GAA insist time keeping is not a major issue in games
No plans for review despite accusations of inconsistency by Meath boss
Sean Hurson: the Tyrone referee was criticised by Meath’s manager for not playing more additional time at the end of the game against Mayo at Páirc Tailteann. Photograph: Laszlo Geczo/Inpho
Feargal McGill, the GAA’s Head of Games Administration, said that he was happy with the standard of time keeping, which was overhauled a few years ago in order to address time wasting. As a result, matches frequently run up to the 76th and 77th minutes.
“I have to say that I think there’s a high standard of consistency at the moment from our officials in how they apply the rules on time. We have minimum allowances for substitutions and regulations that were introduced at the start of 2016 to ensure that adequate additional time was being played.
“I don’t think you have the situation where people are walking away from matches every week complaining about the amount of time being played or not played.
“There have been high-profile incidents recently of referees playing way over the announced time – the Kilcoo game [All-Ireland club football final against Corofin] and the Dublin game [last Saturday] and if you look at both of those games you’d see that the referee got it right.”
McEntee’s unhappiness was made clear to print, digital and broadcast media after the match when he contrasted how his team had been granted no additional time beyond the announced four minutes with Dublin’s experience on Saturday night. Both he and his players seemed to anticipate a further opportunity to equalise after Thomas Reilly had cut the deficit to a point.
“I can’t believe – the amount of breaks that were there in those four minutes of extra-time and we don’t play two seconds of extra-time? Dublin got two minutes last night [Saturday] to get an equalising score. There’s a level of inconsistency all over the place. And they want referees to get respect. They’ve got to show a little bit too.
“It’s one rule for the Dublin’s and the bigger names in this world and it’s a different rule for everybody else.”
He referred to an incident in which Mayo replacement Bryan Walsh had been down injured during additional time.
“He’s supposed to play on . . .” he said of Tyrone referee Seán Hurson. “I mean if that guy is lying down on the ground for 30 seconds holding his head – 30 seconds, you get two scores in 30 seconds”
The Meath manager had grounds for grievance in that instance. Four minutes were announced as injury-time but whereas the injury stopped play for 35 seconds, the clock stopped at four minutes 10 seconds after O’Reilly’s score.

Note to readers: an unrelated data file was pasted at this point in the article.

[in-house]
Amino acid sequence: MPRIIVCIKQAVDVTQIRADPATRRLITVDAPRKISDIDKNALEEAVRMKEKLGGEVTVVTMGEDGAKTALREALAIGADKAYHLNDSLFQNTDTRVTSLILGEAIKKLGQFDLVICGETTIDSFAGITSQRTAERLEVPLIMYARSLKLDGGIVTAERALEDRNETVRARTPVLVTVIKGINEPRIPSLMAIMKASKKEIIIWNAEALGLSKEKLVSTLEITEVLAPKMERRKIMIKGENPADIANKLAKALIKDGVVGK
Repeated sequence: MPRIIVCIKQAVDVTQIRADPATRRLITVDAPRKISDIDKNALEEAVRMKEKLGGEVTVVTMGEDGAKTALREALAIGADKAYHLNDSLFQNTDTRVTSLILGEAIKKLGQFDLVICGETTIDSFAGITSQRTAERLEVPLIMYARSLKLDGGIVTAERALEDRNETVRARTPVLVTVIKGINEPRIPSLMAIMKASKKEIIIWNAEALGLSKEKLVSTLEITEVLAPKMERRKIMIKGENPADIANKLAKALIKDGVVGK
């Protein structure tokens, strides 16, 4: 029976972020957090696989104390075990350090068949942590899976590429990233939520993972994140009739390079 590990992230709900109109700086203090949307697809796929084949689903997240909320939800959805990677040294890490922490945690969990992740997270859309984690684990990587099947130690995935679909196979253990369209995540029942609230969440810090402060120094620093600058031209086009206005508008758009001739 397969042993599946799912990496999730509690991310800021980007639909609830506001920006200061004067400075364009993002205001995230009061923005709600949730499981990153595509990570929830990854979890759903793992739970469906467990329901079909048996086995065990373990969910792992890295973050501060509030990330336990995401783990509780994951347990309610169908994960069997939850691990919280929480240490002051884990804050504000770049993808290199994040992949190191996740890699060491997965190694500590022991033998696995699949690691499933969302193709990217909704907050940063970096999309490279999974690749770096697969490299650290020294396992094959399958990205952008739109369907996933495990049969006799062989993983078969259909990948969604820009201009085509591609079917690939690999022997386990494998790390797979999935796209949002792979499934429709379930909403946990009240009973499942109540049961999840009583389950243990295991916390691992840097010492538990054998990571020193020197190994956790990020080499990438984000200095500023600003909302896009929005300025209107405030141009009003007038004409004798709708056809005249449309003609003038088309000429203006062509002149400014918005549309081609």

Down referee Ciarán Branagan added three minutes to the announced six at Croke Park on Saturday, enabling Dublin to close a six-point deficit by the 79th minute. Most observers accept that the match had been held up for that amount of time, as the referee administered some cards, injuries were treated and replacements took to the field.
McGill contends however that referees are far more aware of the need to address deliberate time wasting.
“When the board goes up for five minutes’ additional time and teams are trying to run down the clock and as a reaction to that, referees are now way more conscious of the fact that there needs to be at least five minutes of injury-time. People at matches know the phrase, ‘there’ll be at least five minutes additional time’.”
Seven years ago, a motion to congress was successful in introducing the countdown clock familiar from women’s football. But after trialling the idea in third-level college’s fixtures, the GAA decided not to proceed after identifying what were seen as shortcomings in the system.
As a result, the 2013 amendment was deleted at a subsequent Congress.
The misgivings about the time-keeping system that has proved successful in the women’s game were based on reputational damage to the association, according to the report presented to Central Council:
“As part of the two trials of the clock/hooter system conducted, a number of concerns were raised by those who witnessed the trials in action with regard to the impact the introduction of the clock and hooter might have on the playing of our games.
“These included operating officials, referees, players, mentors and spectators. These concerns – along with the suggested protocol for implementation – were also presented to Central Council delegates. In the main, the concerns centred on potential damage to the reputation of association:
These included human error or failure to operate it properly, system failure, prevalence of ‘fouling down’ the clock, the playing of ‘keep ball’ when the clock was in view and deliberate concession of possession in order to make the ball go dead.”
There are no plans to revisit the idea.